Despite New Rules, Prisoners Still Paying Big to Call Home

Recent reforms were hailed as progress, but advocates say the system is still riddled with problems.

A telephone and a toilet are shown in the holding cell area where arrestees are allowed their phone call at the Santa Barbara County Sheriff Substation May 10, 2005 in Orcutt, California.
National Journal
Alex Brown
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Alex Brown
July 9, 2014, 1:13 p.m.

Re­cent fed­er­al re­forms aimed at pro­tect­ing pris­on­ers from ex­or­bit­ant phone bills still fall short of rein­ing in prices on the the vast ma­jor­ity of in­mate calls, fed­er­al of­fi­cials and pris­on­ers’ ad­voc­ates said Wed­nes­day.

The new rules, en­acted in Feb­ru­ary by the Fed­er­al Com­mu­nic­a­tions Com­mis­sion, cap prices for out-of-state calls. But most calls from pris­on­ers are in-state com­mu­nic­a­tions, which re­main un­reg­u­lated.

Ad­voc­ates say call fees have long been a prob­lem for in­mates and their fam­il­ies. Costly charges can leave pris­on­ers with thou­sands of dol­lars in phone bills when they get out. In some cases, people have been forced to choose between phone calls and food. And chil­dren who lack reg­u­lar con­tact with their in­car­cer­ated par­ents are more likely to miss school, be­come home­less, or suf­fer de­pres­sion.

The FCC, led by in­ter­im Chair­wo­man Mignon Cly­burn, took a step to­ward ad­dress­ing that prob­lem last year. The agency’s rul­ing capped prices for in­ter­state phone calls at 21 cents per minute for pre­paid calls and 25 cents per minute for col­lect calls. Pre­vi­ous prices had ex­ceeded $1 a minute in some cases.

When the FCC put forth its ori­gin­al rul­ing in 2013, it ex­pressed a de­sire to ad­dress in-state rates as well, seek­ing com­ment on pos­sible pro­pos­als to do so. But the tele­phone com­pan­ies that chal­lenged the out-of-state caps have threatened op­pos­i­tion to in-state rules as well, and any FCC at­tempt to re­form them would likely trig­ger a leg­al battle over the FCC’s jur­is­dic­tion.

But with in-state calls still un­reg­u­lated, some pris­on­ers are pay­ing much more for their loc­al calls. In New Jer­sey, for in­stance, some in-state calls can run more than $8 for 15 minutes on the phone.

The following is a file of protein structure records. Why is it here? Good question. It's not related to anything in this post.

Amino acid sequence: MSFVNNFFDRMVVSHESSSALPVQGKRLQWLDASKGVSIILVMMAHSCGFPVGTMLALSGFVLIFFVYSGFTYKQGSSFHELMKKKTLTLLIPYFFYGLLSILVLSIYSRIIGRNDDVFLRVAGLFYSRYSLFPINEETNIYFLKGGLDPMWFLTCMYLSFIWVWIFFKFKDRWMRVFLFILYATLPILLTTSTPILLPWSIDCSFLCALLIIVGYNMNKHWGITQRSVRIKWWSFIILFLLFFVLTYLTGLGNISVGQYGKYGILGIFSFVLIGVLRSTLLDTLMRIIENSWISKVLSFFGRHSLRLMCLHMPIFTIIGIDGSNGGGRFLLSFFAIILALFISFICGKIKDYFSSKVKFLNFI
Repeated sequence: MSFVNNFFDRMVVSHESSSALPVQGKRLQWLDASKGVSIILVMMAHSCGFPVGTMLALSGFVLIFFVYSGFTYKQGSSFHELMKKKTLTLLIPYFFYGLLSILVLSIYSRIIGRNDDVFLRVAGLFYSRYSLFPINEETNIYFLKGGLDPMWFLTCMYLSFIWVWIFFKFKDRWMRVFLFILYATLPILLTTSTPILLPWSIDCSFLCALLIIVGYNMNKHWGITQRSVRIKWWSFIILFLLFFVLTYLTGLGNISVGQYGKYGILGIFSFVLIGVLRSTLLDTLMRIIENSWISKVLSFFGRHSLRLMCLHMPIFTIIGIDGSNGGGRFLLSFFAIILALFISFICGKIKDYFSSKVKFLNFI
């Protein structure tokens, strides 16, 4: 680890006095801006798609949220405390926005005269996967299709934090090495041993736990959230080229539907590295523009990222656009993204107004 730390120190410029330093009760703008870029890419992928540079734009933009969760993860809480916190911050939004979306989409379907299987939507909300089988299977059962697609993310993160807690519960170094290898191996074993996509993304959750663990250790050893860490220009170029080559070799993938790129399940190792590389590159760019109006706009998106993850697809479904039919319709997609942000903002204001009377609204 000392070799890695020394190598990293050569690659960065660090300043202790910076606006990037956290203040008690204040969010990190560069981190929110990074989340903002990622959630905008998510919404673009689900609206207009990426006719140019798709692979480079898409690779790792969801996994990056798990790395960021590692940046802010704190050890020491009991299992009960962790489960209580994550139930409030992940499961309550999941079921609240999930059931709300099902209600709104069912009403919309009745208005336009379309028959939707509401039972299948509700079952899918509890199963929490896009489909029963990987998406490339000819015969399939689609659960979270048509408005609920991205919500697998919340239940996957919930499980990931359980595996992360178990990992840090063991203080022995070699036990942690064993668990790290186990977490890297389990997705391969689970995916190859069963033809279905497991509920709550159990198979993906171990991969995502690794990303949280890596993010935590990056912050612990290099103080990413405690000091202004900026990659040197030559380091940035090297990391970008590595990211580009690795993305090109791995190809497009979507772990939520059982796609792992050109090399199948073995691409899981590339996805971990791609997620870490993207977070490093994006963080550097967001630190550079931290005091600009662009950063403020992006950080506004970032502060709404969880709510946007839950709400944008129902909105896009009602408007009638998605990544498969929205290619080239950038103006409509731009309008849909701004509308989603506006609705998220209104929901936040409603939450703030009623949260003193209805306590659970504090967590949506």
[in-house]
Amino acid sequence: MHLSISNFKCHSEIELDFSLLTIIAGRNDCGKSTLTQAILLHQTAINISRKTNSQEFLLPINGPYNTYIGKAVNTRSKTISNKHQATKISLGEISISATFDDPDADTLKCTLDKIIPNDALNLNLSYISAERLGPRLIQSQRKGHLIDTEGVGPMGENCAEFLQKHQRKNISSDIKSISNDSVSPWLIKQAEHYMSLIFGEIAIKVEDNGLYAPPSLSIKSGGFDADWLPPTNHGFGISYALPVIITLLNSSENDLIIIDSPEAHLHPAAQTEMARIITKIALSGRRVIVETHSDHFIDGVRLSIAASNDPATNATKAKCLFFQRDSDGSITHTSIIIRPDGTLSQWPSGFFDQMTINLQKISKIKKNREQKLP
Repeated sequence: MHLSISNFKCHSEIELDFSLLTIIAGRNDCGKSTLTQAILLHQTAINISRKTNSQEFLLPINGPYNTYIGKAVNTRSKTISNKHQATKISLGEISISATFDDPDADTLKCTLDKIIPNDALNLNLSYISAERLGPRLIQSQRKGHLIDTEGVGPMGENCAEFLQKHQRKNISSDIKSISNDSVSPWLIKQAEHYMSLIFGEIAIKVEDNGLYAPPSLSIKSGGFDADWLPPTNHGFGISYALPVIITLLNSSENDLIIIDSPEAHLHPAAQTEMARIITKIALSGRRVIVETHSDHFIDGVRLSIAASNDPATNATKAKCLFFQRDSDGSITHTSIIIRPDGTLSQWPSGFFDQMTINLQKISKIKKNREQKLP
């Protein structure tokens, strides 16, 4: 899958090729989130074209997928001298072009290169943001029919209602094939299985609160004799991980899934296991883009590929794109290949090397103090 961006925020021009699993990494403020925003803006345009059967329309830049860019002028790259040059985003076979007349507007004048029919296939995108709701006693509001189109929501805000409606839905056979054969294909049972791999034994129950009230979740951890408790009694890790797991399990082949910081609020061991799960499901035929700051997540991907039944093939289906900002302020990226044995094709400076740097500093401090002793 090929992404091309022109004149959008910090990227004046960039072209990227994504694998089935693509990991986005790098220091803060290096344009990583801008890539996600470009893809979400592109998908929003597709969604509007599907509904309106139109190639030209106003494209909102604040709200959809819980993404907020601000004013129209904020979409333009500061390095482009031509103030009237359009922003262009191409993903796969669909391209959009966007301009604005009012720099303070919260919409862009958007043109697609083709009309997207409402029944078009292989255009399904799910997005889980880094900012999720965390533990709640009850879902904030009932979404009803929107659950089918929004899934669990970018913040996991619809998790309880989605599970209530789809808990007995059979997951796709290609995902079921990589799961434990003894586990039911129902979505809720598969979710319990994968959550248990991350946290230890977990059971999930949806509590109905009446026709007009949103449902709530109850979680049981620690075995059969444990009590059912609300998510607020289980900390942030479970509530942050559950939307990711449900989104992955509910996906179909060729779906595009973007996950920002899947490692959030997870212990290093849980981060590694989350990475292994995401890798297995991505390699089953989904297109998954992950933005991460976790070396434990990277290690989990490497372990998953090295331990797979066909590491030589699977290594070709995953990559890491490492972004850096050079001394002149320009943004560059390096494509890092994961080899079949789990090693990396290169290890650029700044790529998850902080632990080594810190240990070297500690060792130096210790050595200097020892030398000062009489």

“The re­forms thus far, though sig­ni­fic­ant, have had very little im­pact be­cause the ma­jor­ity of in­mate call­ing is in­trastate,” said Dar­rell Baker, an Alabama util­ity of­fi­cial who has led that state’s push to lower its call rates.

“The FCC’s de­cision did a lot, but it cer­tainly didn’t help for large num­bers of people,” said Cheryl Leanza, an ad­voc­ate with the United Church of Christ.

FCC lead­ers, in­clud­ing Cly­burn, Wheel­er, and Com­mis­sion­er Jes­sica Rosen­wor­cel, said last year’s re­forms are a start­ing point, but agreed that in-state calls still need to be ad­dressed.

“We re­cog­nize that more needs to be done,” FCC Chair­man Tom Wheel­er said in his open­ing re­marks at a Wed­nes­day pan­el at the agency’s Wash­ing­ton headquar­ters.

The FCC, however, is ask­ing states to take the lead on in­trastate call­ing. Some states — in­clud­ing Alabama — have taken steps to pro­tect pris­on­ers from pred­at­ory rates.

Sim­il­ar to the FCC’s out-of-state rules, Alabama moved re­cently to cap in-state call fees at 25 cents per minute.

But with most states still in­act­ive on the is­sue, some are call­ing for fed­er­al in­ter­ven­tion.

“The FCC has both the duty and the au­thor­ity to act un­der the stat­ute if states do not,” Cly­burn said.

Oth­ers think the FCC’s role should be lim­ited ad­vising state of­fi­cials.

“Much of the heavy lift­ing is now left to the states,” said Jesse Wiese, who works with the faith-based crim­in­al-justice re­form group Justice Fel­low­ship. “We don’t think the com­mis­sion should reg­u­late in­trastate calls.” Wiese said the agency should fo­cus on work­ing with law­makers and reg­u­lat­ors around the coun­try to en­act re­forms.

But in­mate call­ing prob­lems aren’t lim­ited to high in­trastate prices. Many pris­on­ers, said pan­el­ists, are fre­quently plagued by dropped calls. Those are gen­er­ally the fault of three-way de­tec­tion sys­tems, which ex­ist to pre­vent pris­on­ers’ calls from be­ing routed to an­oth­er — un­known — re­cip­i­ent. The prob­lem is that these sys­tems can be overly sens­it­ive, cut­ting off calls when they pick up back­ground noise like a child or wind. “When the call is dropped, the pris­on­er has to call back again, which leads to an­oth­er call-hook­up fee,” said Paul Wright, who heads the Hu­man Rights De­fense Cen­ter.

Baker ad­ded that dropped calls have been the No. 1 com­plaint among the pris­on­ers with whom he’s talked.

Com­mis­sion­ers also men­tioned oth­er pri­or­it­ies in con­tinu­ing to re­form in­mate call­ing ser­vices. Wheel­er, Cly­burn, and Rosen­wor­cel all ex­pressed a de­sire to make the in­ter­state rate caps per­man­ent. The cur­rent fig­ures were set on an in­ter­im status as the agency col­lects more data to set per­man­ent rates.

“The re­lief for fam­ily and friends has been tre­mend­ous,” said Cly­burn, cit­ing the rul­ing’s early suc­cess. “Call volumes have in­creased as much as 30 per­cent.”

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